If you have ever subscribed to the popular Ibottson Data booklet, you will know that the Dow Jones gave investors returns slightly in excess of 10% from 1926 through 2006. That's where the oft-referenced "10% annual returns" achieved its statistical legitimacy. For a modern look at large-cap stocks in general, you can click here to see that the big American stocks achieved general returns of 9.8% annually from 1926 through the end of 2012.
But if you are seeking to beat a major benchmark index such as the S&P 500 over an extended period (~10 years), then the reasonable implication is that you would want to acquire ownership stakes in companies that have a plausible likelihood of achieving returns in excess of 9.8% or so during the coming decade.
There are a lot of ways that you could do that, but if you have the intent to do it with: (1) companies you do not sell over that ten-year time frame, and (2) companies that will pay dividends over the entirety of that ten-year time frame, then you should be focused on finding stocks that meet these two criteria:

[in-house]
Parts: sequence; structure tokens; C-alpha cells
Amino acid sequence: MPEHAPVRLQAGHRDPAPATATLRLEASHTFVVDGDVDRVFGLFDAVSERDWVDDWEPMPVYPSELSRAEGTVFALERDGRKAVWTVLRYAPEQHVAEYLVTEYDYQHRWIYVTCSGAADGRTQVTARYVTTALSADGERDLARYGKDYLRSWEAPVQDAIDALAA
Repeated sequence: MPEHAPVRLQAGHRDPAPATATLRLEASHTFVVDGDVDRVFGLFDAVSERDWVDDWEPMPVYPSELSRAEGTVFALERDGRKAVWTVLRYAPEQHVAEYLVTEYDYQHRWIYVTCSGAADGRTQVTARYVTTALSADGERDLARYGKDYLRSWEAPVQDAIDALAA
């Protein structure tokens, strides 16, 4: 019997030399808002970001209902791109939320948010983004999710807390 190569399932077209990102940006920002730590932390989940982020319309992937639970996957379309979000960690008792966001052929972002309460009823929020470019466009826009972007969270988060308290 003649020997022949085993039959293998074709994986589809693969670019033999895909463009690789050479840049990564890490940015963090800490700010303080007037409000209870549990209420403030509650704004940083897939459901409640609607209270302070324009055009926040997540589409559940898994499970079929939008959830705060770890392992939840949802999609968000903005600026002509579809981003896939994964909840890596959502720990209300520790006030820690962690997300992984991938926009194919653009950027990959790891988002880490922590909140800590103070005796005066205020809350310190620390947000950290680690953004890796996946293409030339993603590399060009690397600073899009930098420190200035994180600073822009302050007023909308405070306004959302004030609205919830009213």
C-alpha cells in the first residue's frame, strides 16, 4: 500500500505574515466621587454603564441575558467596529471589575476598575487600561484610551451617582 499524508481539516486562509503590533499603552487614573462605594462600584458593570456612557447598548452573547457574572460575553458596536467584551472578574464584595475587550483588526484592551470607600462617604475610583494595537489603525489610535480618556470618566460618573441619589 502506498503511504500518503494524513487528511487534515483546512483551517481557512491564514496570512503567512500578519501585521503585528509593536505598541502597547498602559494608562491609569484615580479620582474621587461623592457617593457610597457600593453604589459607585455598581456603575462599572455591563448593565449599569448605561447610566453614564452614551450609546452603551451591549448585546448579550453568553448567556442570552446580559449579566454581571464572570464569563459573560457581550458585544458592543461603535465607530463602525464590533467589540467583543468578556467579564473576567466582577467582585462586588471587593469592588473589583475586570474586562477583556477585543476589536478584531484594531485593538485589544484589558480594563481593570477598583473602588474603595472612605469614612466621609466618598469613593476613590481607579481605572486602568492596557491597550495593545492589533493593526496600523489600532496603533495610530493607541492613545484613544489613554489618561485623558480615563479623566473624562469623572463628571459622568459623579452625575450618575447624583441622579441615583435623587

(1) The companies will have earnings per share growth rates above 10% annually for the next decade, and
(2) At the time you make your purchase, the stocks should be trading at fair valuation (or better) so that you can capture the full benefits of the earnings per share growth rate.
If I wanted to construct such a portfolio, here's where I would start.
I would take a good, hard look at Visa (V) stock.
With a company like Visa, it is easy to find a lot of superficial reasons to avoid buying any shares of the company. Firstly, and perhaps most importantly, it appears to be trading at a steep valuation.
If you look at a popular stock screener for Visa, you will see that the company is trading at $202 while seemingly earning $5.80 per share for a P/E ratio apparently in excess of 34x earnings. Considering that I have gone on the record criticizing investors for paying more than 30x earnings during the tech bubble, and considering that I have expressed admiration for Benjamin Graham's advice to avoid trouble by never paying more than 20x earnings for a company, I should explain why Visa qualifies as a common-sense exception.